Percutaneous Resection of Haglund’s Deformity: Is Operative Treatment Really That Simple?
Haglund’s triad of insertional achilles tendinopathy, retrocalcaneal bursitis and posterior calcaneal impingement is common. Detachment of the achilles to address the pathology is common using various incision approaches and repair constructs. The postoperative recovery is protracted, however, and complications and persistent complaints in shoe wear are common.
This begs the question: Is there a better way – for at least some patients?
“Outcomes of Percutaneous Calcaneoplasty for Insertional Achilles Tendon Problems," a retrospective case series by Stefano Ferranti, MD et al., presents the results of 27 patients who underwent percutaneous calcaneoplasty using only a Shannon Burr through a 2mm incision. Simply put, the technique and postoperative protocol included:
2mm stab incision using a beaver blade over the Haglund's prominence
2mm diameter by 12mm in length Shannon burr set to 250 rpm and 50 Ncm torque
Subjective assessment under fluoroscopy for resection assessment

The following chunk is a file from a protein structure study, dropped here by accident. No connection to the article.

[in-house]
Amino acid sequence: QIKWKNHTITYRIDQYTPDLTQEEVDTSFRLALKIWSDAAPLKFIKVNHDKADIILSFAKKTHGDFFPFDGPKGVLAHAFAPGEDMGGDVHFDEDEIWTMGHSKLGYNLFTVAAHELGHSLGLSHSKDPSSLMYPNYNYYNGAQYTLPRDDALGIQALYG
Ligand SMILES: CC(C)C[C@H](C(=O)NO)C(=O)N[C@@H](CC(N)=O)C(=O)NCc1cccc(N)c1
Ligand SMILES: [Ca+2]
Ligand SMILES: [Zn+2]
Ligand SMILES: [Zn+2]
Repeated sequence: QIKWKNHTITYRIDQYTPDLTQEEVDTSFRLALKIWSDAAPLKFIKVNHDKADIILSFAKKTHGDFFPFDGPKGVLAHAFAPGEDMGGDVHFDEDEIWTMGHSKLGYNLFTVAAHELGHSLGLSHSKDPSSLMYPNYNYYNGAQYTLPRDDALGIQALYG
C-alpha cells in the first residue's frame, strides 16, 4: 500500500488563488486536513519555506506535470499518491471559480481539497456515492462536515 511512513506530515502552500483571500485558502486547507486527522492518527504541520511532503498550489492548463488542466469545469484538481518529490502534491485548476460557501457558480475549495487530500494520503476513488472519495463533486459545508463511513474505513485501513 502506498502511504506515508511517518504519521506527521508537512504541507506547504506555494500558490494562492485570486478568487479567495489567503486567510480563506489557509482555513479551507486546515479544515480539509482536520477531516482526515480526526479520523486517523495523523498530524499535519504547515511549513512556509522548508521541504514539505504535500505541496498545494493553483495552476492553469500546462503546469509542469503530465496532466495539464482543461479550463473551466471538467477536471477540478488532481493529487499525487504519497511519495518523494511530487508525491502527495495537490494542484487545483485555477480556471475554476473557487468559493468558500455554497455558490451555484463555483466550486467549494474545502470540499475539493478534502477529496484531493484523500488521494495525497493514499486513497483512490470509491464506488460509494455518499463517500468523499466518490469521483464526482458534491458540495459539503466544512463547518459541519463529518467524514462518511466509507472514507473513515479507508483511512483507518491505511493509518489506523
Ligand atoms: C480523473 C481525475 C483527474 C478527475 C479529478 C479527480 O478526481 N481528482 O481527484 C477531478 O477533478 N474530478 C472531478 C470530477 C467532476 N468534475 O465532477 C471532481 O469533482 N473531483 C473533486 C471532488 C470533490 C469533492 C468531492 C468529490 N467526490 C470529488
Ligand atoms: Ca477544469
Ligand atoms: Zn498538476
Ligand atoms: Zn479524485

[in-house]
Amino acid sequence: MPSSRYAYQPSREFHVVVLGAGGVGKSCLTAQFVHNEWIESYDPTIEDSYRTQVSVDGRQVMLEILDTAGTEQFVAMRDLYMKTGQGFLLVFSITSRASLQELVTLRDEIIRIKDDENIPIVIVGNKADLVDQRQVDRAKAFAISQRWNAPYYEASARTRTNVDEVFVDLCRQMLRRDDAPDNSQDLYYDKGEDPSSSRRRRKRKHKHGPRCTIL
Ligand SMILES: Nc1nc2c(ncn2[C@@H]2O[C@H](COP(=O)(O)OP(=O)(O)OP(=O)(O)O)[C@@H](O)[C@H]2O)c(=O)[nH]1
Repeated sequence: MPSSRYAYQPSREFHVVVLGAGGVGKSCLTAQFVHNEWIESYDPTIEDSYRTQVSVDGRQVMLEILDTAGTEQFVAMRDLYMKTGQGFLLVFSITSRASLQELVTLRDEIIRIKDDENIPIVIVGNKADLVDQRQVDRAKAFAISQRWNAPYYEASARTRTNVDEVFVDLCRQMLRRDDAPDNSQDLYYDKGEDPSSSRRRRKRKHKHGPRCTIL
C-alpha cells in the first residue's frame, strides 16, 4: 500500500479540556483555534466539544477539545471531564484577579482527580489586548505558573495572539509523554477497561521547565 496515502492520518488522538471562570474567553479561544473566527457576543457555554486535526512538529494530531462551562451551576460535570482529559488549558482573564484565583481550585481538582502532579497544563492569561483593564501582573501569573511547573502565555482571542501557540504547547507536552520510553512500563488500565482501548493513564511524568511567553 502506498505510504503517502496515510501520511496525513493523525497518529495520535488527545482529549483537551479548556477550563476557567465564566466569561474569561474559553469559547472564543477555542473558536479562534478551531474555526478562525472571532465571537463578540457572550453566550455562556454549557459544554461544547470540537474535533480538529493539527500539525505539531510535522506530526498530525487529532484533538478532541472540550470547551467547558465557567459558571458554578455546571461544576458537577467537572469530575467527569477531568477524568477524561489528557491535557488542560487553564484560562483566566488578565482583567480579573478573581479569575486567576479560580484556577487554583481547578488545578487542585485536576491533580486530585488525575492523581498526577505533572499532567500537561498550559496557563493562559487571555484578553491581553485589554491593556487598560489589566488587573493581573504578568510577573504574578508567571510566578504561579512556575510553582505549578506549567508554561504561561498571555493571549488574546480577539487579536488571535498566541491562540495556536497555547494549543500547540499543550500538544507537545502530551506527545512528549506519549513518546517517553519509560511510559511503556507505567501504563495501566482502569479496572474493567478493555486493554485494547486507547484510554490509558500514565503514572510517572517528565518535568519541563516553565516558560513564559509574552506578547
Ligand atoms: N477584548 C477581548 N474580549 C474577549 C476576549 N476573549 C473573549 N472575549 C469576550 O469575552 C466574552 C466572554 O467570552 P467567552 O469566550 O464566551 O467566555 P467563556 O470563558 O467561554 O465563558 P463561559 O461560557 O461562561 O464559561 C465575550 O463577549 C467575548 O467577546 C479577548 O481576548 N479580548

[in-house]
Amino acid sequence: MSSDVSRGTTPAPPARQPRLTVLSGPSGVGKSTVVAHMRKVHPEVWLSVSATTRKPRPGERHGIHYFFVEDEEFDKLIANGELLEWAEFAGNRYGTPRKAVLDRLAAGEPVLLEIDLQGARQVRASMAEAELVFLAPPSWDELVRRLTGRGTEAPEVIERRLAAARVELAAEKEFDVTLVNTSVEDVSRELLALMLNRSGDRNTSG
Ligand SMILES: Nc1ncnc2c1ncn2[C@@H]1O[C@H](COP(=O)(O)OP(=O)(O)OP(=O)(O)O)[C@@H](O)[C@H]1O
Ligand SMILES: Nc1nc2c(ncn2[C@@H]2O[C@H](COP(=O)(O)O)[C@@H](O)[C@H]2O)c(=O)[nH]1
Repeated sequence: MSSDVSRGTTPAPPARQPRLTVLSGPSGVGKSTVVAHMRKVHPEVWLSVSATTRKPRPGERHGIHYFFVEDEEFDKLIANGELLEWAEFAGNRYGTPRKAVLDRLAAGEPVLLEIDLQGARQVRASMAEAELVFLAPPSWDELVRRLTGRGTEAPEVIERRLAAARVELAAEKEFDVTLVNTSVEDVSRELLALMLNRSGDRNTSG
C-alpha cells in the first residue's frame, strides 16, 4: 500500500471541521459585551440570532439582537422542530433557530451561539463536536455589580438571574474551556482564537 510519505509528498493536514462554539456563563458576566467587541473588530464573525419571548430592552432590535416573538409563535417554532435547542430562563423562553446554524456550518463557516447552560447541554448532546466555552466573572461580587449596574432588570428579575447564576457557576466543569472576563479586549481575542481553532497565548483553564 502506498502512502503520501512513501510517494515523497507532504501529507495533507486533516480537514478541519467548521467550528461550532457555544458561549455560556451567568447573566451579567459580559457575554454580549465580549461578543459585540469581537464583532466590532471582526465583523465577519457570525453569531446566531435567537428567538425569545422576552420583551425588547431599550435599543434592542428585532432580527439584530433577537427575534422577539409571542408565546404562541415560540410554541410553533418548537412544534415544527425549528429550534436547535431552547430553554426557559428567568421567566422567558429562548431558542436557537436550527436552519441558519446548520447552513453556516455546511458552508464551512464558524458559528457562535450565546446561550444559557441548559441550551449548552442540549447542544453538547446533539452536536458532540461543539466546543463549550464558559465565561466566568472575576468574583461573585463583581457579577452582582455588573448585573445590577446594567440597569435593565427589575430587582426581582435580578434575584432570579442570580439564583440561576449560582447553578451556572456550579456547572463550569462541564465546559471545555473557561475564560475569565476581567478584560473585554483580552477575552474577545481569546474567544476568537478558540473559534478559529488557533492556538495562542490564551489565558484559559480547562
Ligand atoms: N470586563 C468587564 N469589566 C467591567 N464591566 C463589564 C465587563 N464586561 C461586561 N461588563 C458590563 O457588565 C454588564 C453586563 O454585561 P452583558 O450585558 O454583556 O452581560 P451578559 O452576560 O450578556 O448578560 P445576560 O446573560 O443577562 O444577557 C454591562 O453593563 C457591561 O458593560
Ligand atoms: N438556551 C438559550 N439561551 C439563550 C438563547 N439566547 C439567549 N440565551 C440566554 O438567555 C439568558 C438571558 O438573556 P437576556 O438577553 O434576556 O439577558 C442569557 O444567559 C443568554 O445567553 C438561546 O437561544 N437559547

Immediate partial weightbearing with crutches
Return-to-normal shoe wear at 4 weeks
Return to sport at 6 weeks
Overall, at an average follow-up of 26.5 months, 84.5% of patients were completely satisfied, 7.4% were moderately satisfied and 11.1% were not satisfied. The mean verbal analogue scale for pain score decreased from 8.1 to 2.4, and the mean VISA-A score improved from 20.7 to 75.7. The three patients who were not satisfied presented with recurrence of symptoms, requiring revision surgery.
In select patients without significant achilles degeneration or calcific changes, percutaneous calcaneoplasty may afford an alternative to traditional approaches. Eleven percent of patients in this study may say otherwise, so ongoing investigation to support the minimally invasive approach is warranted.